Following an FX transaction, Settlement Members submit payment instructions to CLS. These payment instructions are authenticated and matched by CLS. Payment instructions are maintained by the system until settlement date. The CLS daily settlement cycle operates with settlement and funding occurring during a five-hour window when all real time gross settlement (RTGS) systems in the CLS settlement currency jurisdictions are open and able to make and receive payments. This enables simultaneous settlement of the payments on both sides of a FX transaction.

Each Settlement Member holds a single multicurrency account with CLS. At the start and end of a normal settlement day, each Settlement Member has a zero balance on its account. Under normal operations of the settlement service, CLS starts and ends the day with a zero balance in its central bank accounts and in its Settlement Member accounts. Settlement Members may submit payment instructions relating to their own FX transactions as well as the FX transactions of their third party customers directly to CLS.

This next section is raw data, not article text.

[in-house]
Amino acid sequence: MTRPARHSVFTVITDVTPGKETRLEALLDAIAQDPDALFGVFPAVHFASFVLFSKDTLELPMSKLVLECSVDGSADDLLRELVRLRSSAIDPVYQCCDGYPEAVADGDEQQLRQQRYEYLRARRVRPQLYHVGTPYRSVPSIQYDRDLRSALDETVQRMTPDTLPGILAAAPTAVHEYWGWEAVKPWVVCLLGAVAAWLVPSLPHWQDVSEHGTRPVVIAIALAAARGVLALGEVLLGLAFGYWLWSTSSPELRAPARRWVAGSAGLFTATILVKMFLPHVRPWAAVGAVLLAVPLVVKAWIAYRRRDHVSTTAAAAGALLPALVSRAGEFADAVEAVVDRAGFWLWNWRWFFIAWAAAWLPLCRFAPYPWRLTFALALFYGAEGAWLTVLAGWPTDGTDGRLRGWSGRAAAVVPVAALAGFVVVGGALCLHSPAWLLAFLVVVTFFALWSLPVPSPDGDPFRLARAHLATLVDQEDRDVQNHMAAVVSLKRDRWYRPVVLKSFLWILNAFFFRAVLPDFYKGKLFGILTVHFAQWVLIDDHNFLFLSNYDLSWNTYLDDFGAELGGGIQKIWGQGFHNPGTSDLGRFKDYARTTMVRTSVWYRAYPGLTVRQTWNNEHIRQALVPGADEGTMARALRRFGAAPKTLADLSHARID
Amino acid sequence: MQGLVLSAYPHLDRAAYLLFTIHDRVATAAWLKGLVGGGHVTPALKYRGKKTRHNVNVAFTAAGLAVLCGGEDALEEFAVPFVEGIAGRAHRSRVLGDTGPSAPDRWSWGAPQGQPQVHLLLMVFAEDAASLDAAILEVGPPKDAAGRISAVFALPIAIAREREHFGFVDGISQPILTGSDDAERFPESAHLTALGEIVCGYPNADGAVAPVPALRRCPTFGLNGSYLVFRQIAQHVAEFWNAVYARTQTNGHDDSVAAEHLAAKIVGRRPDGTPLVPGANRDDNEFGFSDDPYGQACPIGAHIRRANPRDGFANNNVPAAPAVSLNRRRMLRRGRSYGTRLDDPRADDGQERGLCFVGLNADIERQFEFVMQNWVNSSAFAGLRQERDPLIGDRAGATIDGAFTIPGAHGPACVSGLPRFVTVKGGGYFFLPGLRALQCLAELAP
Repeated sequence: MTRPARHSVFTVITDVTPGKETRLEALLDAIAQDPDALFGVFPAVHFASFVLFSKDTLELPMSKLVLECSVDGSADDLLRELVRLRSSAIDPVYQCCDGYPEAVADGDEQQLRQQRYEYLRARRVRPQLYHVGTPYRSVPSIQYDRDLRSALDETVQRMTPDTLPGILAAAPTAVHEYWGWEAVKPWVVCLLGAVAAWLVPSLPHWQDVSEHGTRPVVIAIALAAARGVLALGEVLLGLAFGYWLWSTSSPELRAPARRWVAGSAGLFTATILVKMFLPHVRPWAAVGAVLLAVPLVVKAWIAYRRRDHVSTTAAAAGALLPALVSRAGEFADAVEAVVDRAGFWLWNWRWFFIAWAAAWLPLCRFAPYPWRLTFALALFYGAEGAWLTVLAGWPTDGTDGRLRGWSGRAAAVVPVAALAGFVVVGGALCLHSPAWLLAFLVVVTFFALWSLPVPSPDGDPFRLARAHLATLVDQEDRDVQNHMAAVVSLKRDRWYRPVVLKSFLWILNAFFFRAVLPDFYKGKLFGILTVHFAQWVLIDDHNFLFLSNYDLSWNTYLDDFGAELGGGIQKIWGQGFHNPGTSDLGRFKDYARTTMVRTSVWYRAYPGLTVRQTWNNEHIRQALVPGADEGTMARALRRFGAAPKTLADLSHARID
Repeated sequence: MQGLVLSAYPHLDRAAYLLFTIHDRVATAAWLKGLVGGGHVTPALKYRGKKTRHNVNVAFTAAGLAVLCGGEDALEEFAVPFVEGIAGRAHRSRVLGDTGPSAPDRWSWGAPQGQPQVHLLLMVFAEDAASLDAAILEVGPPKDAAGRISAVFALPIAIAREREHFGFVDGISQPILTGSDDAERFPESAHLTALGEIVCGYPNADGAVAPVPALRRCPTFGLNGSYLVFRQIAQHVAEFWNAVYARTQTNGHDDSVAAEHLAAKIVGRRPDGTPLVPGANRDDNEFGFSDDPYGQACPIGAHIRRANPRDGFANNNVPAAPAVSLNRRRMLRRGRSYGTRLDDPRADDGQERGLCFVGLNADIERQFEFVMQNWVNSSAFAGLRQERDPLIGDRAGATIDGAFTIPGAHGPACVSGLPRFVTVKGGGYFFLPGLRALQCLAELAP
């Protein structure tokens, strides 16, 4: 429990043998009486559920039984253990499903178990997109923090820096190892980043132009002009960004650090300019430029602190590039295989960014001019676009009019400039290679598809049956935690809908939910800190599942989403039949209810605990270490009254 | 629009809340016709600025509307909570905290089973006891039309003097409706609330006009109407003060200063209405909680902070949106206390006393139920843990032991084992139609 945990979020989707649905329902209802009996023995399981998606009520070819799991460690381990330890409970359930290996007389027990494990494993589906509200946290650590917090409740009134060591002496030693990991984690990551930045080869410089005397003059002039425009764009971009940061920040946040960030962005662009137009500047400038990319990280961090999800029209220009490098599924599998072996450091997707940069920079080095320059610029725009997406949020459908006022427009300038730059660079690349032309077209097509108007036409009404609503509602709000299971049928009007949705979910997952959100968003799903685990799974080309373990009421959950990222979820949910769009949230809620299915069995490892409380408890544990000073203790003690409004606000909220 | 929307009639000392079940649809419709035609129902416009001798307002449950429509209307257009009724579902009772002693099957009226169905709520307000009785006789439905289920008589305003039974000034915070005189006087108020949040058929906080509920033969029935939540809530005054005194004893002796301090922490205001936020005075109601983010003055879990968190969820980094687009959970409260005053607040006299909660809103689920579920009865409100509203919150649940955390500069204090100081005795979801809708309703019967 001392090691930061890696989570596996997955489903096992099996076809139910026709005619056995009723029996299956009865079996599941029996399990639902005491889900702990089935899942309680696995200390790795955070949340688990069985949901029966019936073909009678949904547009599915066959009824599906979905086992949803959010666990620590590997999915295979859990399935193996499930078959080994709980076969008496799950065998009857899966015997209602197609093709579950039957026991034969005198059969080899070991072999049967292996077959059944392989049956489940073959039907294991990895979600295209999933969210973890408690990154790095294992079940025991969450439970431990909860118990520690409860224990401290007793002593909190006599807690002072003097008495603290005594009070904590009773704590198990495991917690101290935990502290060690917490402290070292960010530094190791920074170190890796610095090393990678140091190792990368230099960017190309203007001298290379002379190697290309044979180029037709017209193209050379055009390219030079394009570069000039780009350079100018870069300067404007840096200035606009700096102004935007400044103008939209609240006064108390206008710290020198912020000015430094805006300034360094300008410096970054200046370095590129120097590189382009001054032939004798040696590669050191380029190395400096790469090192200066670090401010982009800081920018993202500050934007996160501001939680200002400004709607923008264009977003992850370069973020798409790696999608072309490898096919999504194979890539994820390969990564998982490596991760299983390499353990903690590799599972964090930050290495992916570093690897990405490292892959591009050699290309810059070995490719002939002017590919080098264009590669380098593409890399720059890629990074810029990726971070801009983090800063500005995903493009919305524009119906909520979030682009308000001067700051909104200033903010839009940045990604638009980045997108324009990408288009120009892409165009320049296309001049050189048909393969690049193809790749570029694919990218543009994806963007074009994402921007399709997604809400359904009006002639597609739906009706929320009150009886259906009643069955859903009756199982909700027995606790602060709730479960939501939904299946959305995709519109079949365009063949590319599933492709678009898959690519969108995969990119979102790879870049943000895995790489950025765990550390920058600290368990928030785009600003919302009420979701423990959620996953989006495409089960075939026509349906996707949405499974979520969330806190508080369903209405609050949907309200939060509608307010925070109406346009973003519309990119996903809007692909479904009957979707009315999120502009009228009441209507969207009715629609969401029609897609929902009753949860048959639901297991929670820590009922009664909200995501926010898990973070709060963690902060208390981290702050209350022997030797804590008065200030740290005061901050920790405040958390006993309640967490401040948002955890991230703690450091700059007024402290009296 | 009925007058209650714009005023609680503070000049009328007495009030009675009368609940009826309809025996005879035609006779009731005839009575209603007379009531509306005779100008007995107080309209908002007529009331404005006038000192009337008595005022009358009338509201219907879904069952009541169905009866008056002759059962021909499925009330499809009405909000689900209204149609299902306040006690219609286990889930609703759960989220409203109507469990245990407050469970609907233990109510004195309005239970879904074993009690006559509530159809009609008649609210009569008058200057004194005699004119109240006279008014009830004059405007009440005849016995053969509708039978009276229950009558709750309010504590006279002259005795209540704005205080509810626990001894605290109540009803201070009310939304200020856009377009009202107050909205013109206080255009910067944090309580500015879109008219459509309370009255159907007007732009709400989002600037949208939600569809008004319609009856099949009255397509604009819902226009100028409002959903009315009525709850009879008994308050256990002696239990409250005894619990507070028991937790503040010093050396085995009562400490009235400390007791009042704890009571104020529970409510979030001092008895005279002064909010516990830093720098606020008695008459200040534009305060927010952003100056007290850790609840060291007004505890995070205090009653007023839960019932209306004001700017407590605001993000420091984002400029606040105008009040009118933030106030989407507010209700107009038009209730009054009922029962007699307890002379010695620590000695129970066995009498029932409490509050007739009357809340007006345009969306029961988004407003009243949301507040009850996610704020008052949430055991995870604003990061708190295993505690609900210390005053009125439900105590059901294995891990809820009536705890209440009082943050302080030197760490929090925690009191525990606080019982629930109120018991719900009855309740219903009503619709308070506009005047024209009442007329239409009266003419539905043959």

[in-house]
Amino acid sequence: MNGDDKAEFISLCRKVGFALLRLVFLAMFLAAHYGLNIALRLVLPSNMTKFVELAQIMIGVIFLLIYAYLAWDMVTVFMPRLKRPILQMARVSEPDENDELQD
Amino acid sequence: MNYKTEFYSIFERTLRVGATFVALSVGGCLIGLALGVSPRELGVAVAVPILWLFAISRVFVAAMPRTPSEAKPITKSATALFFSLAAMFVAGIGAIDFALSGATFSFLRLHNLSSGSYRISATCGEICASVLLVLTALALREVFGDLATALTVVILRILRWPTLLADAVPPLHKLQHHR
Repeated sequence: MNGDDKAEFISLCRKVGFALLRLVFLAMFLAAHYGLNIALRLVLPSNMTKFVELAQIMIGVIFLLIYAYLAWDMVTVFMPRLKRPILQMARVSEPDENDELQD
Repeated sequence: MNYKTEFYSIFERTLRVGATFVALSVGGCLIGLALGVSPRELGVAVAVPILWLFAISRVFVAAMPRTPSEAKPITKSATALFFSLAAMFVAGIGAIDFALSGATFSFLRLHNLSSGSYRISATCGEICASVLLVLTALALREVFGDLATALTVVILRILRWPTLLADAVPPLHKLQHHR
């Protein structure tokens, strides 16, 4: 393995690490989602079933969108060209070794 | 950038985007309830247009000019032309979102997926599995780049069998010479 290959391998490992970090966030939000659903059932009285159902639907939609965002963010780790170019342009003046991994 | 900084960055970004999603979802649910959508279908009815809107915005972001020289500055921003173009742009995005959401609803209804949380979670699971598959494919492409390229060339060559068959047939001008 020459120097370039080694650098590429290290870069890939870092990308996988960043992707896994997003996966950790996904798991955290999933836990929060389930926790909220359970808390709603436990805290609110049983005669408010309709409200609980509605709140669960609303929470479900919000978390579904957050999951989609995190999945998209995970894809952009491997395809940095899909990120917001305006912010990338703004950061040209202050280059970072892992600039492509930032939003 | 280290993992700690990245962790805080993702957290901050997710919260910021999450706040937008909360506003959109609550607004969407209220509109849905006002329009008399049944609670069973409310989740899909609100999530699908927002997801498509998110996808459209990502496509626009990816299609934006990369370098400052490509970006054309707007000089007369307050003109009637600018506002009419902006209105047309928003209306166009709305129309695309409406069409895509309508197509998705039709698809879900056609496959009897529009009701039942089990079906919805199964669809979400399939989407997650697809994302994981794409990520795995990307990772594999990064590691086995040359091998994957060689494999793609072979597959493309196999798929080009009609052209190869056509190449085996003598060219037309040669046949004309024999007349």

CLS holds accounts with each of the central banks whose currencies it settles. CLS, Settlement Members and the national RTGS systems communicate via SWIFT.

On each settlement date, upon determining that the accounts of the submitting Settlement Members satisfy several risk management tests, CLS simultaneously settles each pair of matched payment instructions by making the corresponding debit and credit entries in the Settlement Members’ accounts at CLS. The settlement of the payment instructions and the associated payments are final and irrevocable.